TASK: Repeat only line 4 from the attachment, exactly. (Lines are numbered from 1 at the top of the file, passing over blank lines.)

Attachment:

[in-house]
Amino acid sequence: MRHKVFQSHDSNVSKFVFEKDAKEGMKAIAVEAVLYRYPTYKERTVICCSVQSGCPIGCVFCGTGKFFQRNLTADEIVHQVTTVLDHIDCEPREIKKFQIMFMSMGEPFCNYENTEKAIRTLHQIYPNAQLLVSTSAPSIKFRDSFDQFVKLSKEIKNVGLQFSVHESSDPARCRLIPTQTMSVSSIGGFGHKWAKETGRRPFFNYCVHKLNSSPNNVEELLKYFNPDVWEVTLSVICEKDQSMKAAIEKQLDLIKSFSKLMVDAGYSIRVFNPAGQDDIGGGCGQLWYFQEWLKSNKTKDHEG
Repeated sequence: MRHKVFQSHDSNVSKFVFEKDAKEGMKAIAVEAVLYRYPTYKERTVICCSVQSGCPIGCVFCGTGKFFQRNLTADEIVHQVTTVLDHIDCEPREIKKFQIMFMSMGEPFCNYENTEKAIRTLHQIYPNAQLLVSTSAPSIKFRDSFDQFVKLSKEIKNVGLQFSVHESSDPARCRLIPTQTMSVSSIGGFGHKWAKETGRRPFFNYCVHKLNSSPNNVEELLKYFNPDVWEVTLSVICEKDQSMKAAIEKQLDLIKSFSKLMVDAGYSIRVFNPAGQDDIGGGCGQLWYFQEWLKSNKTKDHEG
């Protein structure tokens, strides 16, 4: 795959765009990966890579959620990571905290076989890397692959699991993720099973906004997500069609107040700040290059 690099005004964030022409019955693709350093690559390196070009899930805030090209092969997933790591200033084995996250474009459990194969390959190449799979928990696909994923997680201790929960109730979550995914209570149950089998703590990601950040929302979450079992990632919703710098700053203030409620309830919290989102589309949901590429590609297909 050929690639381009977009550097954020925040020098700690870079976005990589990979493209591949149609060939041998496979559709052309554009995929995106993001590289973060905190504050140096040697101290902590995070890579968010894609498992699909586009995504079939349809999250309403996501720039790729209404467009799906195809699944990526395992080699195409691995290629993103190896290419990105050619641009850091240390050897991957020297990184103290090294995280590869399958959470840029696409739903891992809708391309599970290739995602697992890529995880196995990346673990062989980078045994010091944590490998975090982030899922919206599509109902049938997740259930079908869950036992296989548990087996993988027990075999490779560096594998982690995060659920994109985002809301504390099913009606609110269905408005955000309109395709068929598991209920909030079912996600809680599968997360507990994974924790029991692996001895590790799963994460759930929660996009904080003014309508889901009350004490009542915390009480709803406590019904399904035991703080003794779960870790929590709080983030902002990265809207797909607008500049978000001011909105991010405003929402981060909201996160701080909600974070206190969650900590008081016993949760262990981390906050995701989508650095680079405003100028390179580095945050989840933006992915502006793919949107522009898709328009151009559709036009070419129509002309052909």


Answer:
């Protein structure tokens, strides 16, 4: 795959765009990966890579959620990571905290076989890397692959699991993720099973906004997500069609107040700040290059 690099005004964030022409019955693709350093690559390196070009899930805030090209092969997933790591200033084995996250474009459990194969390959190449799979928990696909994923997680201790929960109730979550995914209570149950089998703590990601950040929302979450079992990632919703710098700053203030409620309830919290989102589309949901590429590609297909 050929690639381009977009550097954020925040020098700690870079976005990589990979493209591949149609060939041998496979559709052309554009995929995106993001590289973060905190504050140096040697101290902590995070890579968010894609498992699909586009995504079939349809999250309403996501720039790729209404467009799906195809699944990526395992080699195409691995290629993103190896290419990105050619641009850091240390050897991957020297990184103290090294995280590869399958959470840029696409739903891992809708391309599970290739995602697992890529995880196995990346673990062989980078045994010091944590490998975090982030899922919206599509109902049938997740259930079908869950036992296989548990087996993988027990075999490779560096594998982690995060659920994109985002809301504390099913009606609110269905408005955000309109395709068929598991209920909030079912996600809680599968997360507990994974924790029991692996001895590790799963994460759930929660996009904080003014309508889901009350004490009542915390009480709803406590019904399904035991703080003794779960870790929590709080983030902002990265809207797909607008500049978000001011909105991010405003929402981060909201996160701080909600974070206190969650900590008081016993949760262990981390906050995701989508650095680079405003100028390179580095945050989840933006992915502006793919949107522009898709328009151009559709036009070419129509002309052909």